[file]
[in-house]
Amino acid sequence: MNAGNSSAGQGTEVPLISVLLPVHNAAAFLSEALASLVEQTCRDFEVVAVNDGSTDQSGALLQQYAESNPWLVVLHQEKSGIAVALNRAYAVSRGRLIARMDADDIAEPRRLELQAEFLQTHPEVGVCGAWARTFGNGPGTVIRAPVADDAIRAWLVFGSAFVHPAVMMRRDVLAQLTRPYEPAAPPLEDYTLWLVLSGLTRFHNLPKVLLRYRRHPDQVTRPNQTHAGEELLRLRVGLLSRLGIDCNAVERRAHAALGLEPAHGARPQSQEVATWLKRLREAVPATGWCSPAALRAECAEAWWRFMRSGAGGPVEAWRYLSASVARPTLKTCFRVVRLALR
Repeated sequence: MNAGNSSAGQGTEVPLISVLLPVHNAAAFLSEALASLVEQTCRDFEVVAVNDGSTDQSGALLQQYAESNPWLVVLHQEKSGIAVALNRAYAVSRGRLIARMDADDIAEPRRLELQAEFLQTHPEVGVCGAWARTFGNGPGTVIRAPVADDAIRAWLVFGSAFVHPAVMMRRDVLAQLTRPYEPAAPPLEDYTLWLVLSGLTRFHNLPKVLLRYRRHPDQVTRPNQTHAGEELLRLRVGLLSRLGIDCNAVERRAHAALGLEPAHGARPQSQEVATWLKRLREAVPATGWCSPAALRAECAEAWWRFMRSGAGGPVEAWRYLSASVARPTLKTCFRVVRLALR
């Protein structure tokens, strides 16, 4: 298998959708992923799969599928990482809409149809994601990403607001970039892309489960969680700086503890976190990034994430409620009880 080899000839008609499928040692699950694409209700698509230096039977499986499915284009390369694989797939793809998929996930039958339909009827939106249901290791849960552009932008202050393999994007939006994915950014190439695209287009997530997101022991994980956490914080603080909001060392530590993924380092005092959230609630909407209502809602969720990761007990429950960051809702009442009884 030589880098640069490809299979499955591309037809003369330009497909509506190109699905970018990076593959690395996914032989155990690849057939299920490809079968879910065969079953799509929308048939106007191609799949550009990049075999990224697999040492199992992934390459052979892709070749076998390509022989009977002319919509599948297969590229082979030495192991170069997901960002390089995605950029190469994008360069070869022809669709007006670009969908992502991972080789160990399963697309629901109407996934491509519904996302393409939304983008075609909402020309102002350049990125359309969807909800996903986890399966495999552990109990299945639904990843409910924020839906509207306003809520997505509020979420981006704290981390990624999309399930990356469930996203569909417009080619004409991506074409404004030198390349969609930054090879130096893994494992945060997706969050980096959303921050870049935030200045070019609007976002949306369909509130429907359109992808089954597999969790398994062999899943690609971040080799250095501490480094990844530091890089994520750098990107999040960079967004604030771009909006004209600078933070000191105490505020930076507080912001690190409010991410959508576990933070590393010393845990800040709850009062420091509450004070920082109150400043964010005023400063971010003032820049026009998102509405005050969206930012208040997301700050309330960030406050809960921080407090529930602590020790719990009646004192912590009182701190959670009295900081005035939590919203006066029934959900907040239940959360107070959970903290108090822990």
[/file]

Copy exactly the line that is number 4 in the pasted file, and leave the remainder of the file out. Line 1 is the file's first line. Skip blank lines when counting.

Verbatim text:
């Protein structure tokens, strides 16, 4: 298998959708992923799969599928990482809409149809994601990403607001970039892309489960969680700086503890976190990034994430409620009880 080899000839008609499928040692699950694409209700698509230096039977499986499915284009390369694989797939793809998929996930039958339909009827939106249901290791849960552009932008202050393999994007939006994915950014190439695209287009997530997101022991994980956490914080603080909001060392530590993924380092005092959230609630909407209502809602969720990761007990429950960051809702009442009884 030589880098640069490809299979499955591309037809003369330009497909509506190109699905970018990076593959690395996914032989155990690849057939299920490809079968879910065969079953799509929308048939106007191609799949550009990049075999990224697999040492199992992934390459052979892709070749076998390509022989009977002319919509599948297969590229082979030495192991170069997901960002390089995605950029190469994008360069070869022809669709007006670009969908992502991972080789160990399963697309629901109407996934491509519904996302393409939304983008075609909402020309102002350049990125359309969807909800996903986890399966495999552990109990299945639904990843409910924020839906509207306003809520997505509020979420981006704290981390990624999309399930990356469930996203569909417009080619004409991506074409404004030198390349969609930054090879130096893994494992945060997706969050980096959303921050870049935030200045070019609007976002949306369909509130429907359109992808089954597999969790398994062999899943690609971040080799250095501490480094990844530091890089994520750098990107999040960079967004604030771009909006004209600078933070000191105490505020930076507080912001690190409010991410959508576990933070590393010393845990800040709850009062420091509450004070920082109150400043964010005023400063971010003032820049026009998102509405005050969206930012208040997301700050309330960030406050809960921080407090529930602590020790719990009646004192912590009182701190959670009295900081005035939590919203006066029934959900907040239940959360107070959970903290108090822990």